The reign of the Hero has come to an end. As humanity faces increasing crisis and collapse, we come to a threshold where the archetype of the Hero can no longer be our saviour. We have entered a liminal time – a space between stories – and so we must bend and instead look to, and learn from, the boundary-crossing, shape-shifting Trickster.
Join Ben Murphy and John Wolfstone as they explore the significance of this cultural transition and how it applies to each of our lives.
The larger-than-life composition is mostly invisible to the naked eye. Advanced technology helped uncover the stunning composition.
Deep in the dark recesses of a limestone cave in Alabama soar life-sized figures that span earthly and spiritual realms. Traced into the mud of the cave ceiling by torchlight more than a thousand years ago, the sprawling scene is so enormous and faint it cannot be discerned by the naked eye—yet the ancient etchings are being celebrated as one of the largest rock-art creations in all of North America, and the largest to ever be discovered in a cave.
In a study published today in the journal Antiquity, researchers describe how they used a process known as 3D photogrammetry, originally developed to capture vast expanses of Earth via aerial photos, to uncover the enigmatic images sheltered in an underground system in the Southeast United States known prosaically as “19th Unnamed Cave.” Its location is shielded to prevent looters and casual cavers who could damage or destroy the ancient artwork for profit or by mistake.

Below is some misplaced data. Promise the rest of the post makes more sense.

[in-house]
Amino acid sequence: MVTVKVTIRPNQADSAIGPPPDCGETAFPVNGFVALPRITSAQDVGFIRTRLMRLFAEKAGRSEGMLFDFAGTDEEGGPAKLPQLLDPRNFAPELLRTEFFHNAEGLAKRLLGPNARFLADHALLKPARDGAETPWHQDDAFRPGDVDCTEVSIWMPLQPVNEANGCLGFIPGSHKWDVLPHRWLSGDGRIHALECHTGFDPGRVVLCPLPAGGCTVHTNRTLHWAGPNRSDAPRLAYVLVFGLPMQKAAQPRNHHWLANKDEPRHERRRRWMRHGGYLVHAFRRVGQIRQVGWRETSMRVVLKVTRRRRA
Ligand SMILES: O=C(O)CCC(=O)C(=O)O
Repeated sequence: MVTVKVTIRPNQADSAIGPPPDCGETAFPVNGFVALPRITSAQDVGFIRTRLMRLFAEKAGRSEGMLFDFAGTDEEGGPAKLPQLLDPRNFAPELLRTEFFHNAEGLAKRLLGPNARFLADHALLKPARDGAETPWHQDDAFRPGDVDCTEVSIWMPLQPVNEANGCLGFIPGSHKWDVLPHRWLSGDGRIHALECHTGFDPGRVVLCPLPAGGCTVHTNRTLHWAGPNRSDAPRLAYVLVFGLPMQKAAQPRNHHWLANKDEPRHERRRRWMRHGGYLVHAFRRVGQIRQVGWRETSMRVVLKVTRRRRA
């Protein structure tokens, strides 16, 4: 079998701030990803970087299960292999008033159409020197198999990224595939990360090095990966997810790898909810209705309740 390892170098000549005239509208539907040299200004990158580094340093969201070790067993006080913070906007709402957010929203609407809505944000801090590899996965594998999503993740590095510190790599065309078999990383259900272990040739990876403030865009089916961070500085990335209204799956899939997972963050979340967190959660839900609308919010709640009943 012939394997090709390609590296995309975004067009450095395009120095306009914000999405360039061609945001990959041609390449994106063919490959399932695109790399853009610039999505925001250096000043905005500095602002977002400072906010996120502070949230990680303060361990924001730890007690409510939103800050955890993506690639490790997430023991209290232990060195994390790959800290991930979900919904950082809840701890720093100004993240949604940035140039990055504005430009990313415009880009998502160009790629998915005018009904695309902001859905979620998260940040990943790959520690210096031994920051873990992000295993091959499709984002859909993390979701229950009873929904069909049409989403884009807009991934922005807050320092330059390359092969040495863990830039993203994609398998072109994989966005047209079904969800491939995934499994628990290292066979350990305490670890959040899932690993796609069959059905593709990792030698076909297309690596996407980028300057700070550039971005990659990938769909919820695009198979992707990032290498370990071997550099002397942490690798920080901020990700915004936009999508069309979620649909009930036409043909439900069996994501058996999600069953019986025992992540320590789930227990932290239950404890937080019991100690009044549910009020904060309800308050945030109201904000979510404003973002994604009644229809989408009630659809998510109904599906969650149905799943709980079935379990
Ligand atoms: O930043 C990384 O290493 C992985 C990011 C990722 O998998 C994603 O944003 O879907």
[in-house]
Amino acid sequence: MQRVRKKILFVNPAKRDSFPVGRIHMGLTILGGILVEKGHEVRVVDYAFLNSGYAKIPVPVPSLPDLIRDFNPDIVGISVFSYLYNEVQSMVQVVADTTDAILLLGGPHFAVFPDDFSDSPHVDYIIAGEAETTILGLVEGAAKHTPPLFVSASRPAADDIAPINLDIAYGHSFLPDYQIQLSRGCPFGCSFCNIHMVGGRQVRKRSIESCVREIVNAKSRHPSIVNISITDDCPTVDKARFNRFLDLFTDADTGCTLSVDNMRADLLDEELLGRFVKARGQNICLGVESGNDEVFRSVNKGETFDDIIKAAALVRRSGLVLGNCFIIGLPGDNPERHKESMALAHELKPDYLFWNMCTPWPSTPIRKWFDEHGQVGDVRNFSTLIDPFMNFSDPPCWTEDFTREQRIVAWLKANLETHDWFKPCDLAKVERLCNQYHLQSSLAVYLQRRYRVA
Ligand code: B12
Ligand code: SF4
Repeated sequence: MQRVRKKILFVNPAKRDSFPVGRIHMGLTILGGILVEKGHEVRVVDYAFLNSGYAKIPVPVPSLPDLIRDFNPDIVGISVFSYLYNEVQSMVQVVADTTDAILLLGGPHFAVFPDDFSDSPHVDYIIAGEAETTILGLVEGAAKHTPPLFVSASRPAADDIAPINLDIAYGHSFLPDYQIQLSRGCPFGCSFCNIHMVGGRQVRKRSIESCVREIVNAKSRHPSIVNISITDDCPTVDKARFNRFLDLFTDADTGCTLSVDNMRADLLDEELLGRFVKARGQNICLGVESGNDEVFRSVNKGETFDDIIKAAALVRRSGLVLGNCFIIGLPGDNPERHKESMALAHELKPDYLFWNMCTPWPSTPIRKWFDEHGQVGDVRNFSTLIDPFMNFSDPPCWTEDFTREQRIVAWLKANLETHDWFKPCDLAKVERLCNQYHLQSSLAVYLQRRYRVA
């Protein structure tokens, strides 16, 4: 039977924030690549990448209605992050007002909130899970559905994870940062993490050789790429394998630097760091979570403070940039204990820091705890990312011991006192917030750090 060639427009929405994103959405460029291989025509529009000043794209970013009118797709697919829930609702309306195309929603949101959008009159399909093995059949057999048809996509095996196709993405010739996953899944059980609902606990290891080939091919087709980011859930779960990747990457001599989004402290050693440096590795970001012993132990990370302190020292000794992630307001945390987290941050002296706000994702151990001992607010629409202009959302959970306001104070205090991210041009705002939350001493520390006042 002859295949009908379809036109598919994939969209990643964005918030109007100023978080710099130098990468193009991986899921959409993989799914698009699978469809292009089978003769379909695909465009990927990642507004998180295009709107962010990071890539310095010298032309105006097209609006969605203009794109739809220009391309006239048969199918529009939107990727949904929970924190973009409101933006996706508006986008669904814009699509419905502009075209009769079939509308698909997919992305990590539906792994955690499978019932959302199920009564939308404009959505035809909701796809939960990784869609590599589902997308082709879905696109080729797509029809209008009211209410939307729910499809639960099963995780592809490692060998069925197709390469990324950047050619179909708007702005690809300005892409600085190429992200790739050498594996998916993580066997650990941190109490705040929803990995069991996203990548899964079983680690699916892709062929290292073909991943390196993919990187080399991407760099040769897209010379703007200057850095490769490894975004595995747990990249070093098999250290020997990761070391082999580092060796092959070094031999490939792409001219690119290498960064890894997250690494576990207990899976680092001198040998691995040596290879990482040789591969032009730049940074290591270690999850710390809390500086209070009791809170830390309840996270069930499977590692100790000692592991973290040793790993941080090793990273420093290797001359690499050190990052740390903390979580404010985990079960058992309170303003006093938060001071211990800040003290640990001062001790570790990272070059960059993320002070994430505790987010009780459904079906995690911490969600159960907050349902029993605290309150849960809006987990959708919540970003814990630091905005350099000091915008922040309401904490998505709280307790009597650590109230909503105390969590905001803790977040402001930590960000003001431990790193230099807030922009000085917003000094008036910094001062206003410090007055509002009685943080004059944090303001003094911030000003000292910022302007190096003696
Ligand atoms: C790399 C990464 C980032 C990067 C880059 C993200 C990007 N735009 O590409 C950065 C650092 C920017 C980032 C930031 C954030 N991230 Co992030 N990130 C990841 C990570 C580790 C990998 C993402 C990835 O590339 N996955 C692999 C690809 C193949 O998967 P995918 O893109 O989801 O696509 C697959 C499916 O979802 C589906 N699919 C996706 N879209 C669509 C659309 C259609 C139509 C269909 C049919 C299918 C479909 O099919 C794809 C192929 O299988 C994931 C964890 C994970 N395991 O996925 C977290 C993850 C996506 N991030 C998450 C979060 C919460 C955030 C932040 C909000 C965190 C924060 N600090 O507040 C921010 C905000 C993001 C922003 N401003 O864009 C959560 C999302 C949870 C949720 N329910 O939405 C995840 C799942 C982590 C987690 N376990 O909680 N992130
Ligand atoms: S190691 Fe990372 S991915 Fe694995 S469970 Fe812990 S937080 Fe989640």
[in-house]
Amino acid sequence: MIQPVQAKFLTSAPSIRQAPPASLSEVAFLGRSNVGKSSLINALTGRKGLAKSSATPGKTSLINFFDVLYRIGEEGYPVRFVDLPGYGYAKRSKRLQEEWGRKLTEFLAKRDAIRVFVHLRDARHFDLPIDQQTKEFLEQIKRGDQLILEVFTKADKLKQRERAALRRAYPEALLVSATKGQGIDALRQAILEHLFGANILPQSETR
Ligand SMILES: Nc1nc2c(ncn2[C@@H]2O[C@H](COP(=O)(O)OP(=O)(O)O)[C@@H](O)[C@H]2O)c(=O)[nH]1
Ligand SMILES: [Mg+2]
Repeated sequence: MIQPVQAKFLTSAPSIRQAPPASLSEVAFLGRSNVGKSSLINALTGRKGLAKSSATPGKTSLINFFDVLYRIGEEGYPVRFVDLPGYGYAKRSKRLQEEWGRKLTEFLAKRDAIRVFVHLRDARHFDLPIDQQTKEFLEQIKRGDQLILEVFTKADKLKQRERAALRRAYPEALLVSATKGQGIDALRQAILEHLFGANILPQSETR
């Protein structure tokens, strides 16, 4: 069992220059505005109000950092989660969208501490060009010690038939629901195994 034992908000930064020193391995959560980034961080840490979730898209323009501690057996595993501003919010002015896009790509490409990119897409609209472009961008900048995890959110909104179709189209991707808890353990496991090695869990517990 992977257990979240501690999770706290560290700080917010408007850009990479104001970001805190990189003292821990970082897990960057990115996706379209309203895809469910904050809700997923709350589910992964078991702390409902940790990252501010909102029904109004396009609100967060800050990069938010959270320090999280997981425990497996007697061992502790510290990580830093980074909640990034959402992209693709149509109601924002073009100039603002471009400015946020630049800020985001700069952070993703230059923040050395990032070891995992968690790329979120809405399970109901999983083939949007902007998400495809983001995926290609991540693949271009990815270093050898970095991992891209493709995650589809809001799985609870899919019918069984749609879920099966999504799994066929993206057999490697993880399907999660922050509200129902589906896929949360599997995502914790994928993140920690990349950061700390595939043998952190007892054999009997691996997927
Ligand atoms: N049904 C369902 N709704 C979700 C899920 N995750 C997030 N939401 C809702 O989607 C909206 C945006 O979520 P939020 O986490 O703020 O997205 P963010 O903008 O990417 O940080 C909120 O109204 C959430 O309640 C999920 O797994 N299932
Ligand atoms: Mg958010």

A friend described the actions of Wynn Bruce, of Boulder, Colo., as “a deeply fearless act of compassion to bring attention to climate crisis.”
WASHINGTON — A Colorado man who set himself on fire in front of the Supreme Court on Friday in an apparent Earth Day protest against climate change has died, police said.
The Metropolitan Police Department of Washington, D.C., said that Wynn Bruce, 50, of Boulder, Colo., had died on Saturday from his injuries after being airlifted to a hospital following the incident. Members of his family could not be reached immediately for comment.
Kritee Kanko, a climate scientist at the Environmental Defense Fund and a Zen Buddhist priest in Boulder, said that she is a friend of Mr. Bruce and that the self-immolation was a planned act of protest.
“This act is not suicide,” Dr. Kritee wrote on Twitter early Sunday morning. “This is a deeply fearless act of compassion to bring attention to climate crisis.”
Arctic temperatures could approach the melting point as they surge nearly 50 degrees above normal
A record-breaking “bomb cyclone” that began its development over the U.S. East Coast on Friday is bringing an exceptional insurgence of mild air to the Arctic. Temperatures around 50 degrees (28 Celsius) above normal could visit the North Pole on Wednesday, climbing to near the freezing mark.
It’s a highly unusual and extreme bout of circumstances, particularly considering the North Pole is still in a nearly six-month period of darkness known as “polar night.” The sun doesn’t fully rise above the horizon between fall and spring equinoxes, contributing to the bone-chilling temperatures customary to the inhospitable region.